God by the Numbers

August 13, 2019

"Illuminated Queen Anne's Lace 2" by Eric Rennie

For those of us who never got past introductory calculus, the idea that “God is a mathematician of a very high order,” as the physicist Paul Dirac once expressed it, might appear to do little to clarify things.  What does it mean when a mathematician or physicist calls an equation “beautiful,” if it looks to the rest of us like a Mayan hieroglyph?  But then I discovered there is abundant photographic evidence of God’s mathematical handiwork in nature; in fact, I had taken a number of such pictures myself without realizing it.  

Lately I have been photographing wildflowers I find growing by the side of the road. I shoot them in a dark room under a cone of white light, using a macro lens that allows me to get in close.  I suspect I will never appreciate the beauty of an equation in written form, but it is quite another matter when the equation is expressed as a fractal, a geometric configuration that abounds in nature, including the intricate spiral formations in the head of a daisy or the tiny iterative blooms in Queen Anne’s Lace. Once you know what you are looking for, fractals can by found anywhere:  in crystals, snowflakes, pineapples, Romanesco broccoli, lightning bolts, tree branches, even coastlines – all of which can be expressed mathematically.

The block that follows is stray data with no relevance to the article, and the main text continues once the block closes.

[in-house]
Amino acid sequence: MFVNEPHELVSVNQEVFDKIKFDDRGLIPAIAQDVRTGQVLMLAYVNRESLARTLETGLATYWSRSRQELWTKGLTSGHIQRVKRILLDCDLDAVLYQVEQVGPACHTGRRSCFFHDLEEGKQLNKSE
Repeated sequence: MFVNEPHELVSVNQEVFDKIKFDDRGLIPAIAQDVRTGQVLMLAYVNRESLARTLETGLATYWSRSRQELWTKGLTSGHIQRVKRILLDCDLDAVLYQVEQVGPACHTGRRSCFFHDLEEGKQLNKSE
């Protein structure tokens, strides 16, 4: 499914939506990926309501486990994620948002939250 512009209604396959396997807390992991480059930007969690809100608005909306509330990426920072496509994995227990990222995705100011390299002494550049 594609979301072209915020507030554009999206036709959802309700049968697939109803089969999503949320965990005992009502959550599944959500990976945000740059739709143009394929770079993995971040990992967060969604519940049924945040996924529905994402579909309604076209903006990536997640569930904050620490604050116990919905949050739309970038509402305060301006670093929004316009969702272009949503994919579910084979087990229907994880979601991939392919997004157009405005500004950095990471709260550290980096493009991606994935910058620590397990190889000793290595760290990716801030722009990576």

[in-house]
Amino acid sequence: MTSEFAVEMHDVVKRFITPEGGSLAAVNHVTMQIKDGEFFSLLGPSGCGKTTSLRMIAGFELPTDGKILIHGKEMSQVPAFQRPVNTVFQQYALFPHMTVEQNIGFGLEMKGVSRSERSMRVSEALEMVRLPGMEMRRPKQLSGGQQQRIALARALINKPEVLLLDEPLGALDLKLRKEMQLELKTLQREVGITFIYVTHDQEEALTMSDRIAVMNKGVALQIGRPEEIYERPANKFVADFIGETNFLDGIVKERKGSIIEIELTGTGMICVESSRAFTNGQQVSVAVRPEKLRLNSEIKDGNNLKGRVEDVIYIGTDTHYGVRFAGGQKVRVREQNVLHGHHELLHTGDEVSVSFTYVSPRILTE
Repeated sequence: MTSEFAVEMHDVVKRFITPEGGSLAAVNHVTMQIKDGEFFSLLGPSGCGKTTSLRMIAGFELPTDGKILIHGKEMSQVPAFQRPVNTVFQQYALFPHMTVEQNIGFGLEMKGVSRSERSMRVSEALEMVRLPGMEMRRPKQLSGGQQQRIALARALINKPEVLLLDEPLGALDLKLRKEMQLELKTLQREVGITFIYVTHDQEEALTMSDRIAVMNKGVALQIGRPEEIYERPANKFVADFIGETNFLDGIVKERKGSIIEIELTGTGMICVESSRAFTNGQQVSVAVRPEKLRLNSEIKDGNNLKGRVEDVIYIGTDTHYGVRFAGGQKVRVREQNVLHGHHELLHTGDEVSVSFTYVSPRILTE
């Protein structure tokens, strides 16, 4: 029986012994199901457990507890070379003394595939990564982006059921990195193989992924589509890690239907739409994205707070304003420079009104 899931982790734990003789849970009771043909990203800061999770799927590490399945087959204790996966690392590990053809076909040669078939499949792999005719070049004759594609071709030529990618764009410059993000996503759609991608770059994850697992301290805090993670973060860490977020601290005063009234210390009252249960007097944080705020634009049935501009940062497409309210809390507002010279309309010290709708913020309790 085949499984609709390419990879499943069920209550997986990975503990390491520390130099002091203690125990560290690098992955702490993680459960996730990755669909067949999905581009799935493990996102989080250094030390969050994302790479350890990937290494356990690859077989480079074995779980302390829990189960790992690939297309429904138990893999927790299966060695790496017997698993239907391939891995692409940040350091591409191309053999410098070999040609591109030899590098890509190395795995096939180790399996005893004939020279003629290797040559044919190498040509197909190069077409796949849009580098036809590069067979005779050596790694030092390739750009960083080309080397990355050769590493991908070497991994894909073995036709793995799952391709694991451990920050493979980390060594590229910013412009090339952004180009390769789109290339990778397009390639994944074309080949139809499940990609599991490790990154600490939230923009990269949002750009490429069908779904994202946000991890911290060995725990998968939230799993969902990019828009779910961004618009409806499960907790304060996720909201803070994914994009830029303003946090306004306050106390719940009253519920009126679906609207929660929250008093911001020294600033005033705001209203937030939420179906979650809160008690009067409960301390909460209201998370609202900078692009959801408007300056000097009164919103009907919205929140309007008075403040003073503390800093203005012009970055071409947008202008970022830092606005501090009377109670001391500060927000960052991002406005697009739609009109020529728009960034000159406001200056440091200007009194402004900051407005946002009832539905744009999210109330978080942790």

Admittedly, there are gaps in my education, particularly when it comes to higher math. But I have an excuse this time: there wasn't even a name for fractals until I was out of school. They were discovered – if that is the word -- by Benoit Mandelbrot, a French mathematician who spent most of·his career at IBM, because no university worthy of his talents would hire him. (Late in his career he landed at Yale, which awarded him tenure at age 75.)  According to Mandelbrot, fractals are natural or man-made objects that are “irregular, rough, porous or fragmented and which possess these properties at any scale. That is to say they have the same shape, whether seen from close or from far.”  To me, their significance is not just that they can be described mathematically, but that many of them are quite beautiful.  If God is a mathematician, then he is also an artist.


January February March April May June July August (3) September (1) October (1) November (3) December (2)